Even Iago Should Not Be Tortured

Christopher Plummer as Iago


When Ariel Dorfman talks, I listen. In a recent New York Times article, the Chilean who fled the Pinochet dictatorship in fear for his life, criticizes the punishment awaiting Iago at the end of Othello.

Dorfman, now a professor at Duke, first gained widespread attention with his How to Read Donald Duck, which is about Disney’s imperialist messages in his cartoons. Dorfman gained my respect when he spoke out against the U.S. invading Iraq. Even though Saddam Hussein was a murderous dictator who visited unimaginable tortures on his victims, Dorfman said that preemptive war against him was wrong and would lead far greater bloodshed. Dorfman had credibility because of his intimate knowledge of dictators torturing people, and he proved to be right as well.

In his recent Times article, Dorfman addresses an upcoming court case brought by three people who were tortured by the CIA under the Bush administration. The defendants are the two psychologists

who devised the “enhanced interrogation techniques” that became the basis for the C.I.A. torture program described in shocking detail in the Senate Intelligence Committee’s 2014 report.

This case leads Dorfman to contemplate the punishment meted out to Iago at the end of Othello.

Dorfman is concerned that, following another terrorist attack, we might return to torturing people:

Donald Trump vowed, during his campaign, to bring back waterboarding “and a hell of a lot worse.” As yet, we have not seen that “worse,” since the counsel of his defense secretary, James Mattis — that such methods are useless and counterproductive — has prevailed. At least, as far as we know. It is not hard to imagine that a major terrorist attack is all it would take to revive such maltreatment. A recent survey found that almost half of Americans approved the use of torture if it led to information being extracted.

Dorfman says that he understands collective panic but that he has first hand knowledge of how torture contaminates everything:

But for those of us, like my wife and me, who lived through the ouster of President Salvador Allende in Chile in 1973, and witnessed the murderous regime of Gen. Augusto Pinochet, the damage inflicted by torture — not just physically on individuals, but psychologically on an entire nation — is deeply corrosive.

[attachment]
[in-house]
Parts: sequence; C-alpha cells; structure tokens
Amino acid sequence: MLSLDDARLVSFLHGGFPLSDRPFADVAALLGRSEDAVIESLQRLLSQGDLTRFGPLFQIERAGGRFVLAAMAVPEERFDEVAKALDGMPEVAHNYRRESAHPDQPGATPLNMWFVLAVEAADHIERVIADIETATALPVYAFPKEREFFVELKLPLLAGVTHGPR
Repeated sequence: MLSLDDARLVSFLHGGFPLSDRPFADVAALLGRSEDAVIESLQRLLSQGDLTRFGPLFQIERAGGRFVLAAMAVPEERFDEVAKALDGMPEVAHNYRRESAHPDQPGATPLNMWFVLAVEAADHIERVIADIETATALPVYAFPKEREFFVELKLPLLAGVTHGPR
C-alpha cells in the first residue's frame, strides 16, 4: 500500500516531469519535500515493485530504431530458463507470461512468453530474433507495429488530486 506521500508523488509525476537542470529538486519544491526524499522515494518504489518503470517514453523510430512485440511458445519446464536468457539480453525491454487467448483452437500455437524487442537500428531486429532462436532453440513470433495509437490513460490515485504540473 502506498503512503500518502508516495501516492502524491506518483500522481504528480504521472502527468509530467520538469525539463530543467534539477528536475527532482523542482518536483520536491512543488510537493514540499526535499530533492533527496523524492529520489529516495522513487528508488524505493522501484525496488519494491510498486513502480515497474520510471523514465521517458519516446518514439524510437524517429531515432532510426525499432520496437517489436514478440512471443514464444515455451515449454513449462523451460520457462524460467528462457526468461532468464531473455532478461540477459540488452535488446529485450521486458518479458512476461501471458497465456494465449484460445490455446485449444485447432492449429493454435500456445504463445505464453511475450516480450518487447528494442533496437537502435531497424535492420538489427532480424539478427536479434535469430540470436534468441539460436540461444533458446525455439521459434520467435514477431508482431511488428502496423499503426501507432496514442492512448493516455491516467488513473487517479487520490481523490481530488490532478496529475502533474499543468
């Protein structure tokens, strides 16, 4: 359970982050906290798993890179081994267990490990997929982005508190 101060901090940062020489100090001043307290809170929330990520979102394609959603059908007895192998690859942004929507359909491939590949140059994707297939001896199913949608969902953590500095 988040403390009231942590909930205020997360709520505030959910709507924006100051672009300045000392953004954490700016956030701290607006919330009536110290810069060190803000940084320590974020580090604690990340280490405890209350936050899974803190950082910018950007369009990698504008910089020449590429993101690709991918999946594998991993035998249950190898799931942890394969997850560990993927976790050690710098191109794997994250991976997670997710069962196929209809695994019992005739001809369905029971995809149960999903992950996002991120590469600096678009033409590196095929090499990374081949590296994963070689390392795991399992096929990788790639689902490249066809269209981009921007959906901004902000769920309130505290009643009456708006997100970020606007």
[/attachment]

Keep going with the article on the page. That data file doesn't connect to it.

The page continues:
Dorfman then uses Iago as a test case. Perhaps no character seems more deserving of extreme punishment in Shakespeare’s plays than Iago. In fact, if one looks at the source material, one realizes that Shakespeare stripped away any mitigating factors so that Iago seems spurred by nothing but pure malevolence.

Thus, the audience may take at certain satisfaction in Iago’s promised end:

For this slave,
If there be any cunning cruelty
That can torment him much and hold him long,
It shall be his. 

Dorfman lays out what fate spectators at the time could have imagined for Iago:

In 1595, for example, a Jesuit priest and poet accused of treason, Robert Southwell, was strung up at Tyburn. He was sentenced to be disemboweled while still alive, and his corpse ended up quartered, his head cut off, before a large, ogling crowd. Before his execution, Southwell witnessed in prison men “hanged by the handes eight or nine houres, yea twelve houres together, till not only their wits, but even their senses fayle them.” Other horrors he described were bodies broken on the rack, genital mutilation and starvation so severe that inmates would lick “the verye moisture of the walls.”

I must say that, when I first read the play in high school, I too took a certain satisfaction in what was going to happen to Iago, although I didn’t have this detailed information about Elizabethan Age tortures.

Dorfman’s point is that, while Iago may richly deserve punishment, torturing him rebounds on all of us:

Only when we have the moral courage to declare that someone like Iago, who has done so much harm, should not be put on the rack or have his genitals slashed or be forced to open his lips and scream and scream … only then, when we understand that hurting him in this way degrades us all, will we have advanced toward banishing this plague of cunning cruelty from the earth. I fear that day will be a long time coming.

As long as we remain trapped by the desire for reckoning and revenge, we avoid the most difficult truth about Iago: He is human, and enjoys as his birthright certain inalienable rights. This monster who planned the ruin of Othello and Desdemona with the cold, deliberate passion of a suicide bomber, happens, alas, to be a member of our species — an extreme litmus test for that species.

From such a perspective, Dorfman argues that we shouldn’t be arguing about whether torture works or not. We should be examining what torture does to those who approve:

The argument that we should abolish torture because it does not work may be the wrong one. The question that Iago asks all these centuries later is how torture works on us, what it does to our humanity, when we look on approvingly as his malignant body is taken away to suffer unspeakable pain.

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